Book Review: Dylan Chronicles, Volume One, by Bob Dylan
Reviewed By Bruce Rhodes
I have always been a huge fan of Bob Dylan’s music, and am now probably a bigger fan than ever. As I listen to his older music, some of it for the first time, and compare it to the tripe from other acts that record companies “manufacture” these days, Dylan’s music is a true treasure.
I’ve seen Dylan in concert twice, both times in the 70’s, and have invested in tickets to see him in November 2006 in Toronto. In summary, I trust that I’ve qualified myself as a genuine fan of Bob Dylan’s music.
As it relates to Dylan’s Chronicles Volume One, however, I am somewhat less enthusiastic.
On the positive side, the book provides great insights into how Dylan saw the world, in particular his disdain for the celebrity (at times messianic) status that was accorded him. Also, Dylan is skilled at describing the landscapes in which he lived, especially Hibbing and New York City. Finally, Dylan reveals a lot about the mechanics and orientation of his creative process, which is interesting and inspiring.
On the other hand, I have issues with some of the book’s content, as well as with its style. As for content, Dylan writes about dozens of people, mostly musicians, that he claims had a big influence in his life. This is all well and good, except that the reader, unless s|he knows of these people prior to reading the book, has a tough time getting to know them beyond a superficial level; they remain quite anonymous. This was particularly true about Dylan’s wife, to whom he refers repeatedly as nothing more than “my wife”; he NEVER states her name. While I respect Dylan’s need to maintain the privacy of his family members, it would do his wife no harm, and would have warmed up his commentary, if he had provided his wife’s name; to have not done so seems quite strange.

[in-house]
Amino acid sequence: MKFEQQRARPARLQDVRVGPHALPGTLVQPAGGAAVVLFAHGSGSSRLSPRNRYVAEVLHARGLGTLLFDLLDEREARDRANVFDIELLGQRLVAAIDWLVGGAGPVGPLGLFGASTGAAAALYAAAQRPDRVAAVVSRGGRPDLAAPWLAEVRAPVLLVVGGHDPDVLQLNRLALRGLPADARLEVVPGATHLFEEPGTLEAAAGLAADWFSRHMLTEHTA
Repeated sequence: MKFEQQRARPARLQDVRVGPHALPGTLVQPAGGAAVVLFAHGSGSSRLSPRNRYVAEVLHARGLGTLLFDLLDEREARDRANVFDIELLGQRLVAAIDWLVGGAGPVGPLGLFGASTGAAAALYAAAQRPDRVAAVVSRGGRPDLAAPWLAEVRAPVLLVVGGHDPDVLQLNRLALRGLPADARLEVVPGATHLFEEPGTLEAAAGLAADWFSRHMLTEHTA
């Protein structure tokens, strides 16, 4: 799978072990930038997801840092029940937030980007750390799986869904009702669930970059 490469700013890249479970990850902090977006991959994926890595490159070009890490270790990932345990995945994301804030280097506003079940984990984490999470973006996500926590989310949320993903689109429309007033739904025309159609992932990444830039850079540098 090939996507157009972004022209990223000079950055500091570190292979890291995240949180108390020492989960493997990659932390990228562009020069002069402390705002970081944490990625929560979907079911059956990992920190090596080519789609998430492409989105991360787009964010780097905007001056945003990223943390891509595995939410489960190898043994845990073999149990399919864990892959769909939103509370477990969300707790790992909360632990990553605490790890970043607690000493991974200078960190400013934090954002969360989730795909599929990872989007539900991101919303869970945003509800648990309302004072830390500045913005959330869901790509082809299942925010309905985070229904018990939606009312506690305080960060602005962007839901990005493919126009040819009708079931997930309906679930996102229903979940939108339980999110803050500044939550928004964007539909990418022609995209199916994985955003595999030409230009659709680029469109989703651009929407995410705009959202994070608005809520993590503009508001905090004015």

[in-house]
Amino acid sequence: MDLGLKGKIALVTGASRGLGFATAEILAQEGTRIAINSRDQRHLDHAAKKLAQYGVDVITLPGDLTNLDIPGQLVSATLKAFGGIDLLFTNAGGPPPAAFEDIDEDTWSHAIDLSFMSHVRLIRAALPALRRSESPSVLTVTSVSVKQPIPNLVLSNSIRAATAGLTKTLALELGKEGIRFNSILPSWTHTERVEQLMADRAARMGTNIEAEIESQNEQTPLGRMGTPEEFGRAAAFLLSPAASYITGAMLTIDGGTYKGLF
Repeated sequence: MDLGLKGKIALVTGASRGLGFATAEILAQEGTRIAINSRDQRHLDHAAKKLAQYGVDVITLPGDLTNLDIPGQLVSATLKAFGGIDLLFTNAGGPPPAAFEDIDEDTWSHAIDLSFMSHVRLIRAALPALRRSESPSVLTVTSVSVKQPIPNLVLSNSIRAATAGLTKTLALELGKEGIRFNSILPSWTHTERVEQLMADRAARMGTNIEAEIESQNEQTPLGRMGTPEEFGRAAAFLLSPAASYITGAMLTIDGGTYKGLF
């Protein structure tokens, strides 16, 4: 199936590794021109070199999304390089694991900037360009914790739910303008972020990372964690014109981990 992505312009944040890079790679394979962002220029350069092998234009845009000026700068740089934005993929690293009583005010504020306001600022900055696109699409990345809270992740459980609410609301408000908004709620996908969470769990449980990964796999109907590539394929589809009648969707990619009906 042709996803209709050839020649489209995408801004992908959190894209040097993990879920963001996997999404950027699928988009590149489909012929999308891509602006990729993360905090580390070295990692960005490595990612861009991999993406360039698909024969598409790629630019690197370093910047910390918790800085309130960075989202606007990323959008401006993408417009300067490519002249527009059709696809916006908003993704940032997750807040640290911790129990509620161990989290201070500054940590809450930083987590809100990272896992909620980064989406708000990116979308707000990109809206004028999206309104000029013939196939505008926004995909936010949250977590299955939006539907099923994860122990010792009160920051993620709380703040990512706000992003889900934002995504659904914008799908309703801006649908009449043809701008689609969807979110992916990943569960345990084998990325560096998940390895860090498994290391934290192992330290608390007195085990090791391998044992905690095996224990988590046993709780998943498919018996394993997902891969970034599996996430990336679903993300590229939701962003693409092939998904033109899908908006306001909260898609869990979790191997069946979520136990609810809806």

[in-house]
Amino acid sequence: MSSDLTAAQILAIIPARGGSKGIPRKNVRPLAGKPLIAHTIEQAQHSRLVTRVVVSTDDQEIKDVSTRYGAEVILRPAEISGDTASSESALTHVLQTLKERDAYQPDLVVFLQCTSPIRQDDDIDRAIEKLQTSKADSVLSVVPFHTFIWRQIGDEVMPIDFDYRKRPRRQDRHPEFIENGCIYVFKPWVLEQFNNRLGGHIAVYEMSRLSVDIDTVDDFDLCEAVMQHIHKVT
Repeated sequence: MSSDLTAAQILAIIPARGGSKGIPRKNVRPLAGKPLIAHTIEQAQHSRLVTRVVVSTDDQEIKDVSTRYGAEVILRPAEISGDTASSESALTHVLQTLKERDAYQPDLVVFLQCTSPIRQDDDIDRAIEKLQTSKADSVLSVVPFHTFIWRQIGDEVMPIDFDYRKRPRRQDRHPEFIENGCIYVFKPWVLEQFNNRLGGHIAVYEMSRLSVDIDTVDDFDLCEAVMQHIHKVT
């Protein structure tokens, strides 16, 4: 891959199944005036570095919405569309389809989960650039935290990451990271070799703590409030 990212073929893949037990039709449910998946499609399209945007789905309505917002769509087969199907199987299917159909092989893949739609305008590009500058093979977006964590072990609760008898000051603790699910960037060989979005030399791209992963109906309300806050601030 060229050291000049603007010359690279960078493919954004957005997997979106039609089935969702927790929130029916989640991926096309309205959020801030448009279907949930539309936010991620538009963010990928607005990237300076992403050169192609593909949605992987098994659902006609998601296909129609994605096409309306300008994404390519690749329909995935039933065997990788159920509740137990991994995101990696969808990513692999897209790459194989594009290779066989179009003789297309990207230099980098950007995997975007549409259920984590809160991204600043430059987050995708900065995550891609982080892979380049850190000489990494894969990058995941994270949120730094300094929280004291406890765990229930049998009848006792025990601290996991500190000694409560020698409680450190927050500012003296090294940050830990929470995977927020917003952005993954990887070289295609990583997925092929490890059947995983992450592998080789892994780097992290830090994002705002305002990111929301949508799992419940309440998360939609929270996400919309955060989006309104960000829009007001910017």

As for style, the book seems to have been written by a genius with relatively little formal education. If this is true, so be it. However, I cannot help but think that Dylan would have enhanced his image (if he cared to do so) if this book could have steered clear of numerous, often embarrassing, errors in spelling, grammar and syntax. Either Dylan wrote this book without the input of an editor, or he had an editor who either failed to see the errors, or saw them and agreed to leave them. For example, “Once, me and Clayton were sitting…” (pg 49 of the trade paperback edition); “[I]…was on Boliva time…” (pg 50); “One time Clayton and myself came in late…” (pg 57); “Evidentially they didn’t know they were being photographed.” (pg 66); “…incredulously, the charges against her were dropped.” (pg 66); “…me and Delores were about to leave…” (pg 69); “… one of [Tony Bennett’s] records was laying around…” (pg 95); “I sunk into the water…” (pg 100); “You could work slow here.” (pg 179). Each of these missteps detracts from the work.
Overall, I’m glad that I bought and read Chronicles Volume One, and I recommend it to Dylan fans. In fact, I plan to buy Volume Two if and when it is published. I just hope that Dylan lets a skilled editor enhance his written work.